Previous studies have found that a 95% reduction in TCR expression does not adversely affect response to foreign Ags, indicating that T cells have an excess of TCR for Ag recognition. Because self-reactive T cells may have low affinity for peptide:MHC, we investigated whether myelin-reactive T cells require these excess TCR for optimal response. To test this concept, mAb were used to effectively reduce the TCR of Vα3.2 and Vβ11 TCR transgenic mice (referred to as 2D2). After masking the TCR with either continuous or prepulsed anti-Vα3.2 Ab, 2D2 cells were immediately stimulated with myelin oligodendrocyte glycoprotein (MOG)35–55. These cells have a dramatic Ab dose-dependent reduction in proliferation, with a small reduction in TCR expression leading to a 50% reduction in proliferation in vitro. Additionally, 2D2 cells, treated with anti-Vα3.2 Ab and peptide for 7 days, were re-stimulated with MOG and continue to have a dose-dependent reduction in proliferation. TCR quantitation identified the same amount of TCR on the Ab/peptide treatment compared with the peptide-only control. These results point out that the combination of reduced TCR and peptide challenge leads to a phenotypic change resulting in T cell anergy. Importantly, adoptive transfer of these anergic T cells upon autoimmune disease induction had a marked reduction in disease severity compared with untreated MOG-specific CD4+ T cells, which had significant autoimmune disease manifested by optic neuritis and death. Thus, reduction of TCR expression may provide a potential therapy for self-reactive T cells involved in autoimmune diseases through the induction of anergy.
The interaction between MHC:peptide and TCR is a finely tuned interplay of molecules that is critical for activation of the effector responses of adaptive immunity. The activation of T cells by high-affinity non-self peptides requires few TCR on the cell surface to respond to Ag (1, 2); however, the spectrum of peptide signals ranges from weakly, to partially, to fully agonistic, as well as antagonistic. Our laboratory and others have previously demonstrated a direct relationship between strength of signal and density of TCR on foreign Ag-specific T cells (3, 4), suggesting that TCRs are an example of a receptor/ligand system governed by the spare receptor theory (5). According to this theory of receptor response, agonists achieve maximal responses by occupation of a small number of receptors, whereas weaker ligands require engagement of many more receptors (5, 6). The power and utility of a spare receptor type of response is that the excess of receptors extends the spectrum of ligands to which the system can respond. This type of system aptly describes TCR, where contact is required over a range of peptide potencies from weak (self) to strong (pathogen). Consistent with such a model, we found that a weak agonist required significantly more receptors to induce complete T cell activation compared with a full agonist, which required 5% or less of available receptors (3, 6).
Experimental allergic encephalitis (EAE)3 is an autoimmune disease that targets myelin-producing cells of the CNS and is initiated by autoreactive CD4+ T cells (7, 8). Myelin oligodendrocyte glycoprotein (MOG)35–55 is an agonist that has been identified as a target Ag of encephalitogenic T cells in the C57BL/6 mouse model (9). These MOG-specific T cells have undergone positive/negative selection in the thymus, which has been shown to express MOG35–55 (10, 11). Therefore, MOG T cells with high-affinity receptors may have been clonally deleted leaving only those MOG-specific T cells with low-affinity receptors to enter the periphery. Hypothetically, these autoimmune T cells, which recognize their cognate Ags with low affinity, should require more available TCR to respond to self-Ag if these cells conform to the spare receptor paradigm. Importantly, the spare receptor model suggests a potential therapy, because reduction of TCR may hamper autoreactive T cell effector responses while leaving the response to foreign Ags intact.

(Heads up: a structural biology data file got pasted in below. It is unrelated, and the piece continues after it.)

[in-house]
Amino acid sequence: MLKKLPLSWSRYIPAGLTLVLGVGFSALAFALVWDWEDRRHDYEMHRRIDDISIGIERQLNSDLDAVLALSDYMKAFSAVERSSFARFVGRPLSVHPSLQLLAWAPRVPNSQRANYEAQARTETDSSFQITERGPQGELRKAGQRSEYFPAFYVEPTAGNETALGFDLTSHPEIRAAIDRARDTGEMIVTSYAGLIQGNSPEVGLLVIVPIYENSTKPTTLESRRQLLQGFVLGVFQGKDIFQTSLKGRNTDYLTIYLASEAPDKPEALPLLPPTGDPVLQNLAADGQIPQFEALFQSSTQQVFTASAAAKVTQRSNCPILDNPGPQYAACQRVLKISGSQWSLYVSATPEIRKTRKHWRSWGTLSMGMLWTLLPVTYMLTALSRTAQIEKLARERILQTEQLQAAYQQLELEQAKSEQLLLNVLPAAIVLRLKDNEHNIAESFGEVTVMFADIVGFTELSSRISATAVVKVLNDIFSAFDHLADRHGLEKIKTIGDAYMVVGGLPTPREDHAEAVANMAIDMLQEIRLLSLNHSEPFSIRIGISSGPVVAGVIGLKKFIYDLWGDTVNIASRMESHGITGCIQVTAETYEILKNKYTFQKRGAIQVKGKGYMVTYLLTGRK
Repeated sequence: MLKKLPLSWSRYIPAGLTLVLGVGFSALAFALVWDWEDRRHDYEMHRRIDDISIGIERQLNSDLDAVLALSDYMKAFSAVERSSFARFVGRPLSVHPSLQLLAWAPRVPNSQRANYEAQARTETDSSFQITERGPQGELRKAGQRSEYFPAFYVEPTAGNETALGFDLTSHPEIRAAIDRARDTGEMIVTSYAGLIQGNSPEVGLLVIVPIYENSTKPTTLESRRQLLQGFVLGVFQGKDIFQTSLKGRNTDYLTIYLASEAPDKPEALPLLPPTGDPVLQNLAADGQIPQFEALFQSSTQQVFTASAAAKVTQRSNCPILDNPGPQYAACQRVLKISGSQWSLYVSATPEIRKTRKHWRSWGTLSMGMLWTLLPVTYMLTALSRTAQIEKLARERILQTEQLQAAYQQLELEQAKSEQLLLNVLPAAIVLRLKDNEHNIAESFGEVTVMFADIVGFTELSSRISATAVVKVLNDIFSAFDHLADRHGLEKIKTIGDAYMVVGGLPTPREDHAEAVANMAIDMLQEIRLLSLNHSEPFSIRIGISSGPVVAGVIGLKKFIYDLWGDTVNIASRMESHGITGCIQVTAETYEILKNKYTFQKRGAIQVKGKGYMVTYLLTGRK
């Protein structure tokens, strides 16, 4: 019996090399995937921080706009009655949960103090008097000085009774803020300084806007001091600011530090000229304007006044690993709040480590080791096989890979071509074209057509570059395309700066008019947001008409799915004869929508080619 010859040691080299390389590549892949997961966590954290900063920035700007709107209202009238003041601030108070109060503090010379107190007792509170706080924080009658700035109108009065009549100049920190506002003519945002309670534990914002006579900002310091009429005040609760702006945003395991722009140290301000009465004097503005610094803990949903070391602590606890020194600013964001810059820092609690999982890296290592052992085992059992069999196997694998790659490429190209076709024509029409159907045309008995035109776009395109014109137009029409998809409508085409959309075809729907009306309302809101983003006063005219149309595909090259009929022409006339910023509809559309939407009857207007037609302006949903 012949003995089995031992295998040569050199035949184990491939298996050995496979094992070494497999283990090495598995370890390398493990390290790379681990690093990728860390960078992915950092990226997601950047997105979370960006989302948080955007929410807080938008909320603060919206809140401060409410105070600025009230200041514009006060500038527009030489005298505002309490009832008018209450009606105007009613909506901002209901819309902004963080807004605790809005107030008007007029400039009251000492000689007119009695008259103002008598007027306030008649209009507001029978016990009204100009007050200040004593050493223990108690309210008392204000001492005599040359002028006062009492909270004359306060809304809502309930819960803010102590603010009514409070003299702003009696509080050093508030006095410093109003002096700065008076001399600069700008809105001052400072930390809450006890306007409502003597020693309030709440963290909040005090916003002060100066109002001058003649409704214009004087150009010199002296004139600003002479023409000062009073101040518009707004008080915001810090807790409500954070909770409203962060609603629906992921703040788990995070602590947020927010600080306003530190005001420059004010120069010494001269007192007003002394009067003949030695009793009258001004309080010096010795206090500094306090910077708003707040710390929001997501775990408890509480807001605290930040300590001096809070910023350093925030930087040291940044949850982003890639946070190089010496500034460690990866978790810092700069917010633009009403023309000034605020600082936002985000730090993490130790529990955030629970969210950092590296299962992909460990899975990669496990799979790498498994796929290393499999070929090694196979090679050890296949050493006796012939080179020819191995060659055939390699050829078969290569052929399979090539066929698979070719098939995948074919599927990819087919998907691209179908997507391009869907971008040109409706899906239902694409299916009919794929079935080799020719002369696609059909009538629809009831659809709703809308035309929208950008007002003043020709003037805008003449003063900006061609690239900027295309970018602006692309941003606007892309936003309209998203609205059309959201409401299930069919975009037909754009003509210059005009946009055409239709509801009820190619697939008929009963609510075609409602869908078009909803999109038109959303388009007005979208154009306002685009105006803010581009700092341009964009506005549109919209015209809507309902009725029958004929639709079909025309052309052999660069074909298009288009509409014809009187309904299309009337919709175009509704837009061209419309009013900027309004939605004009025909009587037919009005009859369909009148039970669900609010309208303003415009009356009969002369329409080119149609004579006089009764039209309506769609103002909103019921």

In this report, autoreactive MOG-specific CD4+ T cells preincubated with anti-Vα3.2 Ab displayed a hypoproliferative response accompanied by reduced IL-2 production. TCR quantitation of these T cells found that a slight reduction in available TCR induced a marked decrease in proliferation, a phenotype in direct contrast to that observed for T cell responses triggered by foreign Ags. Further, these MOG-specific T cells had a stable hypoproliferative phenotype, as cells restimulated after the initial culture in the presence of TCR masking Ab still had significantly decreased proliferation compared with non-Ab masked T cells, indicating an anergic phenotype. Importantly, the anergic phenotype was maintained in vivo as the adoptive transfer of hyporesponsive T cells induced a mild form of disease compared with untreated MOG-specific CD4+ T cells, which developed optic neuritis and had significant mortality. We conclude that treatment of myelin-reactive T cells with Ab and Ag leads to an anergic phenotype even with its full contingent of TCR, whereas a similar reduction in a pathogen-specific T cell’s TCR would not affect the cell’s response to that high-affinity Ag. This indicates that self-reactive T cells do not have spare receptors but indeed require their full contingent of TCR to respond to their weak cognate ligand.